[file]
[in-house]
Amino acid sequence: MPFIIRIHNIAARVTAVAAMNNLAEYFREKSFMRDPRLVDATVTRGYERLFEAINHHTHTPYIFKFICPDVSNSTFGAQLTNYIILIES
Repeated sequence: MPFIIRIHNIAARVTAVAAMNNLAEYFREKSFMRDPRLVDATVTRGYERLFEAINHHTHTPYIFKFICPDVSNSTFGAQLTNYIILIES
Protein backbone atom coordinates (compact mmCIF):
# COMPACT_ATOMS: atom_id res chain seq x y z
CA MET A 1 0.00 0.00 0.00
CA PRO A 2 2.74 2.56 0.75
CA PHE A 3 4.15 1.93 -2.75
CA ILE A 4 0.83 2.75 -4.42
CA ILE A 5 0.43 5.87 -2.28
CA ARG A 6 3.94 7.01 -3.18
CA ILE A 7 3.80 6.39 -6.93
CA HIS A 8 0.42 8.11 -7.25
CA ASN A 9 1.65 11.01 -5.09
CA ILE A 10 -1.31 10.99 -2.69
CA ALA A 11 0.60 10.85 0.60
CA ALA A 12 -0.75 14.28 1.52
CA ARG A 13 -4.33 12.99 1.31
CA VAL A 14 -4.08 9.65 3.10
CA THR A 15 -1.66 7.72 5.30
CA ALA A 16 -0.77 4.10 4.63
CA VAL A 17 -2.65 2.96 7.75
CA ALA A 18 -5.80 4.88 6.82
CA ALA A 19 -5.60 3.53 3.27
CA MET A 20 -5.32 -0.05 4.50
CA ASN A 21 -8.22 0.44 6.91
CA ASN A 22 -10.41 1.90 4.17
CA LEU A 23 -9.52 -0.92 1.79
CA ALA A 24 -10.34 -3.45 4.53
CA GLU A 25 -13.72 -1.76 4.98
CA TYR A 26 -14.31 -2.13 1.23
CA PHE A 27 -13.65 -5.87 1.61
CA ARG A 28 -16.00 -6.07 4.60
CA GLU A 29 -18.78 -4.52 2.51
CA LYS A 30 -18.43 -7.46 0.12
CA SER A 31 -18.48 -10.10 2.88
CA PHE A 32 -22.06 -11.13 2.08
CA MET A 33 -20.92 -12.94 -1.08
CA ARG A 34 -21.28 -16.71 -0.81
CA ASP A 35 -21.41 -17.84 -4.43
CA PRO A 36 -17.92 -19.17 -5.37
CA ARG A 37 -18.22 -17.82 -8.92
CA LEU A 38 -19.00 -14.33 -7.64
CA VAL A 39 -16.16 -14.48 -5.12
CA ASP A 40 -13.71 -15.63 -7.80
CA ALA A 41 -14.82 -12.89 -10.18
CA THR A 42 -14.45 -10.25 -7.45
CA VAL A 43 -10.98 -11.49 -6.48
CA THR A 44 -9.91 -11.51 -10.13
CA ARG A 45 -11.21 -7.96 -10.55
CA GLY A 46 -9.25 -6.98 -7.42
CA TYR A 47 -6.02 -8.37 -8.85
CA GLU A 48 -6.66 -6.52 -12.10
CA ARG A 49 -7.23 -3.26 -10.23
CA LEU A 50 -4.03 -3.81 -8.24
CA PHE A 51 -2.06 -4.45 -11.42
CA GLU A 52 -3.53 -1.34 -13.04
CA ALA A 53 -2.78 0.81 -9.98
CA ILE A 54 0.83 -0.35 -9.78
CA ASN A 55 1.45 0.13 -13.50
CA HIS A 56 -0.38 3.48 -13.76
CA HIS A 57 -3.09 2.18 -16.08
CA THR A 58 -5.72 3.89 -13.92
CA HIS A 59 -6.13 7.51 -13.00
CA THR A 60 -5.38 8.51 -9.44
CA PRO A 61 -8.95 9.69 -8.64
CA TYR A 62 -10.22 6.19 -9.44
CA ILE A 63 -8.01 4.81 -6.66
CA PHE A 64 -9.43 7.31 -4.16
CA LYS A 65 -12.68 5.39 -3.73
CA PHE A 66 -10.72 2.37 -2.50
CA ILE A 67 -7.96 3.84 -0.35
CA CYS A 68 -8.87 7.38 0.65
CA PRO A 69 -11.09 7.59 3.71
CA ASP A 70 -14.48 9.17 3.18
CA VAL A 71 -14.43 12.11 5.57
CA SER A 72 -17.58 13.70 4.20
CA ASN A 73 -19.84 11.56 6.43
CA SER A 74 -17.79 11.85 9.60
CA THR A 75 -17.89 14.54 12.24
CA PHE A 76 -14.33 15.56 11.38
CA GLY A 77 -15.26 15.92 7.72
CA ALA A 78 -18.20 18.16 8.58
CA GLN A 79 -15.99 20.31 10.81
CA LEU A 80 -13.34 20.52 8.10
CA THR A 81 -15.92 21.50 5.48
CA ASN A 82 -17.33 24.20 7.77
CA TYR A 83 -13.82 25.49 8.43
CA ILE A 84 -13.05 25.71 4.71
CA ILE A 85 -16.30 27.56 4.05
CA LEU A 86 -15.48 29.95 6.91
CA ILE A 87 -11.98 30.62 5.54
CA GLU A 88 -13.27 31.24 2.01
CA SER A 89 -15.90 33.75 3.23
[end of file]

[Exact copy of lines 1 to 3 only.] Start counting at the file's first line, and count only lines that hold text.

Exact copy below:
[in-house]
Amino acid sequence: MPFIIRIHNIAARVTAVAAMNNLAEYFREKSFMRDPRLVDATVTRGYERLFEAINHHTHTPYIFKFICPDVSNSTFGAQLTNYIILIES
Repeated sequence: MPFIIRIHNIAARVTAVAAMNNLAEYFREKSFMRDPRLVDATVTRGYERLFEAINHHTHTPYIFKFICPDVSNSTFGAQLTNYIILIES